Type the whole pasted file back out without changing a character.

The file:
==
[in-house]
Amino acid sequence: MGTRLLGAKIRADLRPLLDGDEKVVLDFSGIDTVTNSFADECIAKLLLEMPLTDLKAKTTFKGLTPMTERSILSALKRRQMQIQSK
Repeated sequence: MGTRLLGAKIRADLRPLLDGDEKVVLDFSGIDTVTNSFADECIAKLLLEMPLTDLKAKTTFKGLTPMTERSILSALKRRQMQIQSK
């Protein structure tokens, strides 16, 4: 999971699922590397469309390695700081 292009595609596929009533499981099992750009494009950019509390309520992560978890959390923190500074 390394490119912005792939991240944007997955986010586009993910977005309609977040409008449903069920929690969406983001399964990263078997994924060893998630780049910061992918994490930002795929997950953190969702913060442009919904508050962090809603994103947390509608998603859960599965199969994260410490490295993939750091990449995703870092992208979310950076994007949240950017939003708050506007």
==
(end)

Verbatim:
[in-house]
Amino acid sequence: MGTRLLGAKIRADLRPLLDGDEKVVLDFSGIDTVTNSFADECIAKLLLEMPLTDLKAKTTFKGLTPMTERSILSALKRRQMQIQSK
Repeated sequence: MGTRLLGAKIRADLRPLLDGDEKVVLDFSGIDTVTNSFADECIAKLLLEMPLTDLKAKTTFKGLTPMTERSILSALKRRQMQIQSK
């Protein structure tokens, strides 16, 4: 999971699922590397469309390695700081 292009595609596929009533499981099992750009494009950019509390309520992560978890959390923190500074 390394490119912005792939991240944007997955986010586009993910977005309609977040409008449903069920929690969406983001399964990263078997994924060893998630780049910061992918994490930002795929997950953190969702913060442009919904508050962090809603994103947390509608998603859960599965199969994260410490490295993939750091990449995703870092992208979310950076994007949240950017939003708050506007």